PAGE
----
Man Refuses to Give Up On Dream Of Being A Father



“Mommy” and “Daddy” are names that most have the privilege of being called at some point in their lives. Rabbi & Rebbetzin Podetzer of Beit Shemesh, however, have had no such privilege.

After 14 years of marriage and countless difficult treatments, they have yet to succeed in having a child of their own. They have taken on the raising of their nephew, a special needs 5-year-old boy who does not speak. They love and cherish the boy, but dream of having children of their own.

For years they have endured the trauma of the cycle of hope and crushing disappointment. For nearly 15 years they have attended brisos and kiddushes, wondering when they will have their chance. However they have refused to give up hope.

Rabbi Podetzer has started a fundraising campaign, in hopes of continuing treatments. With each passing year, they have less time to fill their family with children. However, miracles are not unheard of in the world of infertility.

The video on the campaign has one particular emotional moment:“One day I will able to embrace my child,” Rabbi Podetzer says, his voice breaking slightly.

The couple is watching the campaign’s progress closely. Sufficient donations could very well mean another precious life in this world.




  1. Every week we are made aware of another sad story. Unfortunately, flooding the media with these tzedaka campaigns has had the unwanted effect of desensitizing some of us to the plight of our needy brothers and sisters. It’s almost as if you can hear an announcer saying, “This week’s sad story is…”
    How are we supposed to decide who needs our money more? Most of us don’t have loads of maaser money to distribute. Any money we do have usually goes to mosdos in our own communities. What are we to do? We want to help, but we can’t. There has to be something better than inundating us with these weekly stories. How about providing us with the names of the people so we can daven for them? That way, instead of being desensitized to their plight, we’ll feel like we’re able to do something constructive to help them.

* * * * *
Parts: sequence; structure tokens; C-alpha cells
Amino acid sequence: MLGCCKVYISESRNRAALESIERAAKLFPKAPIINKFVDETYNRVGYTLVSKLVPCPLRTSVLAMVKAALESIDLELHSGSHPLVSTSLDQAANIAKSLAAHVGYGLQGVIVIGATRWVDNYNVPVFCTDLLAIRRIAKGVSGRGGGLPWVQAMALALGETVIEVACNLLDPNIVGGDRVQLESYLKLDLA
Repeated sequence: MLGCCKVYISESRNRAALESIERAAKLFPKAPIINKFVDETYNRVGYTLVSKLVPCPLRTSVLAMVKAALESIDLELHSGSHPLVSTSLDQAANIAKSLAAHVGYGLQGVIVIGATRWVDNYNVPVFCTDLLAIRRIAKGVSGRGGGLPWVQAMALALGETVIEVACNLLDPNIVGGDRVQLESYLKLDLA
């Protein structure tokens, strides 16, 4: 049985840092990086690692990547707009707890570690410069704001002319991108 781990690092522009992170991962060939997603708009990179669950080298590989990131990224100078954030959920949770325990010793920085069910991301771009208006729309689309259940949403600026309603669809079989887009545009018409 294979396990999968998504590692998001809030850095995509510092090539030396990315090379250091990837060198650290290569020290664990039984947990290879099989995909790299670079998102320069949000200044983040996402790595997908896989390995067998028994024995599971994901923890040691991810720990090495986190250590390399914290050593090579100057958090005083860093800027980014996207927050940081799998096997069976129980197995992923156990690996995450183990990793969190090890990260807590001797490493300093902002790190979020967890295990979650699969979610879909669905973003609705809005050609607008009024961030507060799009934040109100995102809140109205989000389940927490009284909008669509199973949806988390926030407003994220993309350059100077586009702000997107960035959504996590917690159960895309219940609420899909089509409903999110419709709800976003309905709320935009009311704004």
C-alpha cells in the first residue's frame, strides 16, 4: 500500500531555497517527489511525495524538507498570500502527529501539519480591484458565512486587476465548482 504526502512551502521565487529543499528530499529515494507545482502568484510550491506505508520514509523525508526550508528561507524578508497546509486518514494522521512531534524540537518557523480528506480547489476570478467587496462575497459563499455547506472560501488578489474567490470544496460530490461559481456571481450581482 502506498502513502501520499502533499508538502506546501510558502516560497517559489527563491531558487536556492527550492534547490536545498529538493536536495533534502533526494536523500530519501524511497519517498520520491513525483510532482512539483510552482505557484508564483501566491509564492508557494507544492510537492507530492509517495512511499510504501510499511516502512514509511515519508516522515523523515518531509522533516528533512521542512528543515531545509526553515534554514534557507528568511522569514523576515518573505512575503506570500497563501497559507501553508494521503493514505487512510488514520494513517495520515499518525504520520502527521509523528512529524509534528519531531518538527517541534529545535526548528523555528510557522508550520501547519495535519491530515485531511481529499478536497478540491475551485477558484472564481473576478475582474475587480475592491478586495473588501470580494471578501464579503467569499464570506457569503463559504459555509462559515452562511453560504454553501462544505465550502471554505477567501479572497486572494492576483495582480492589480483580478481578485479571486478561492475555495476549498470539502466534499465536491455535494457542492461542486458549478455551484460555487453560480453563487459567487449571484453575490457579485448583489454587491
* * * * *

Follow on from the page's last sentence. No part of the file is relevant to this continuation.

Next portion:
May Hashem grant them the yeshuos they need b’karov.

    • If you can’t contribute then don’t, but please don’t try to discourage those who need financial help from asking for it.
      Personally, I’m far from wealthy (I get tuition breaks, wear well-worn clothing and shoes, haven’t eaten out so much as a hamburger in months and so on), yet I’ll occasionally scrape together a few dollars to contribute after reading an appeal like this one. It won’t be much – maybe $5, $10 or $18 – yet even sums like those can add up.
      Furthermore, there are people who b”H have greater financial means and are willing to help. Just look at some of the appeals where contributors are listed – among the $5 donations are some in the hundreds and some in the thousands, even.
      I feel bad – even guilty sometimes – that I can’t help all those who ask, but c”v that we should discourage appeals from those in dire need, whether that need is due to health, parnassa, a shidduch or any other worthwhile request.

  2. Pkst 1 and 2, both by Mr. Anonymous, and, cute to note 11 hoirs and 41 min. apart, are both well written: both from the heart. I’m going to contribute $10 because THAT I can do and #2 legitimized donations of that amount. I also struggle to cover my monthly obligations but I do have a huge heart and sincerely do want to help. Thank you both!


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